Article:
UK retail sales could come under further pressure in coming months as analysts expect the squeeze on household spending to worsen in the face of Brexit uncertainty.
Consumers have been tightening the purse strings as they feel the pinch from rising inflation and falling real wages.
Retail sales volumes fell 1.2% in May compared to the previous month, worse than the 1.0% decline forecast by economists, the Office for National Statistics revealed today.
Compared to the same month a year ago, sales rose just 0.9% in May, well below estimates for 1.6% growth.
DFS, Next and M&S hit by retail sales slump....
Furniture retailers were among the worst hit as consumers spent their earnings on essential items and food. DFS Furniture reinforced the challenges the industry faces this morning as it issued a profit warning, blaming an “uncertain macro-economic environment” for weaker-than-expected trading.
Clothing retailer Next plc (LON:NXT), which last month cut its full year guidance after reporting a drop in first quarter sales, has also been hit by a slump in consumer spending. Chief executive Simon Wolfson has blamed the company’s shrinking profits on a drop in disposal incomes, which means less people are spending money on clothing.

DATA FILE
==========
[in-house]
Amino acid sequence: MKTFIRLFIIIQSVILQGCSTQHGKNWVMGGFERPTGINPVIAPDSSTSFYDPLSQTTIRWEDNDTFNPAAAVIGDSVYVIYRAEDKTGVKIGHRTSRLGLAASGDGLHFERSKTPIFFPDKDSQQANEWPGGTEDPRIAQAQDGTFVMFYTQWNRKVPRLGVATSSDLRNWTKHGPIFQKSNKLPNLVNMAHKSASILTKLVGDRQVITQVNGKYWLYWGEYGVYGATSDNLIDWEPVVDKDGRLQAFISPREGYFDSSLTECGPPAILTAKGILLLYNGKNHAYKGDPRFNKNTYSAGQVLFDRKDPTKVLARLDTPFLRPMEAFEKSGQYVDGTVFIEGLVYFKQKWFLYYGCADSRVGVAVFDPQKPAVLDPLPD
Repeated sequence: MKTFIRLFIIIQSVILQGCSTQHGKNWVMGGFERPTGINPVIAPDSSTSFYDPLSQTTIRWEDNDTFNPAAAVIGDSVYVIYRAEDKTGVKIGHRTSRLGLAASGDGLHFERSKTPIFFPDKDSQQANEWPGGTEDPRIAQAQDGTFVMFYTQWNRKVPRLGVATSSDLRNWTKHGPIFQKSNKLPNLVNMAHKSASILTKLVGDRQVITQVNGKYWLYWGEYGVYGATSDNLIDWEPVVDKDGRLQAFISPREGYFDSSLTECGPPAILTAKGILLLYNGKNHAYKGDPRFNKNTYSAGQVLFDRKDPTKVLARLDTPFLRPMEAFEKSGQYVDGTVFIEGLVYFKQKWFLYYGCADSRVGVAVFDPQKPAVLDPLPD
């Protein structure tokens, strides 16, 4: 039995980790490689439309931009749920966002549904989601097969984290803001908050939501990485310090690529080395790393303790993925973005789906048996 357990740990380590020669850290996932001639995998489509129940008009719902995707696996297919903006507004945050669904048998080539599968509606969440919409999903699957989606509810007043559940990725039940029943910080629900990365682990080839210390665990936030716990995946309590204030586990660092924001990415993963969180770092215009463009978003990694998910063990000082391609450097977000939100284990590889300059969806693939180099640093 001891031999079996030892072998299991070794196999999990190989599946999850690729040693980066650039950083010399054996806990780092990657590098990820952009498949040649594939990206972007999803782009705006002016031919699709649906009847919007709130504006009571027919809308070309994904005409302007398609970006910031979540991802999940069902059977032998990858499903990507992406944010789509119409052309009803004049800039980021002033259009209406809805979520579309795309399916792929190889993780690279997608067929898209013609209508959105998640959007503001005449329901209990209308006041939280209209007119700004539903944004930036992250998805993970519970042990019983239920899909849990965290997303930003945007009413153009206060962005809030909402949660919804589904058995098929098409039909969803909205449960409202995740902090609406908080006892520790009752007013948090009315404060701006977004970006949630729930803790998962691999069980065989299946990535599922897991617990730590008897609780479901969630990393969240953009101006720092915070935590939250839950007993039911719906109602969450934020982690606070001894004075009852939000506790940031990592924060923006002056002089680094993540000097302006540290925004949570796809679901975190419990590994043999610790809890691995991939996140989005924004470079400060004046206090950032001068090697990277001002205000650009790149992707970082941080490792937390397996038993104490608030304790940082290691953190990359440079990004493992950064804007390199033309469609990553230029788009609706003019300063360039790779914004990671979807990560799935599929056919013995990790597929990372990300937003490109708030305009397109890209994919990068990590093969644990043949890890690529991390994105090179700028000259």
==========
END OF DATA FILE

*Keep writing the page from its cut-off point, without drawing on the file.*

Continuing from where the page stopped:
Marks & Spencer Group plc’s (LON:MKS) already struggling womenswear division has suffered further at the hands of a tough retail environment. Last month it reported a decline in full year profits, as clothing and homeware sales fell.
Shraes in DFS, Next and M&S were all in the red after the disappointing retail sales data.
Brexit-fuelled inflation and drop in real wages a drag on consumers…
A weaker pound after the UK voted to leave the European Union last June has pushed inflation higher and weighed on disposable incomes. The ONS revealed on Tuesday that inflation unexpectedly rose an annualised 2.9% in May, well above the Bank of England’s 2.0% target and compared to 2.7% in April.
Confirming the burden on household incomes, the ONS on Wednesday said average earnings fell 0.6% in real terms in the three months to April, compared to the same period a year earlier.
Excluding inflation, average weekly earnings rose 2.1% year-on-year during the quarter but missed forecasts for a 2.4% increase and marked a slowdown from the 2.3% growth seen in the previous three months.
Deep recession in disposal incomes likely, says Liberum…
Liberum said it expects a “deeper and longer” disposable income “recession” for consumers in the second half of the year.
“A surprise increase in inflation and weaker than expected wage growth amplified the pressure on household cash flow in May,” it said.
“We see negative year on year growth as imminent and we don’t expect this to subside until early 2018; given a more sustained period of inflation and weaker prospects for wage growth.”
Meanwhile, the shock result of last Friday’s general election has made Brexit even more unclear, sending the pound further into the red.
Theresa May’s shock election losses add to uncertainty..,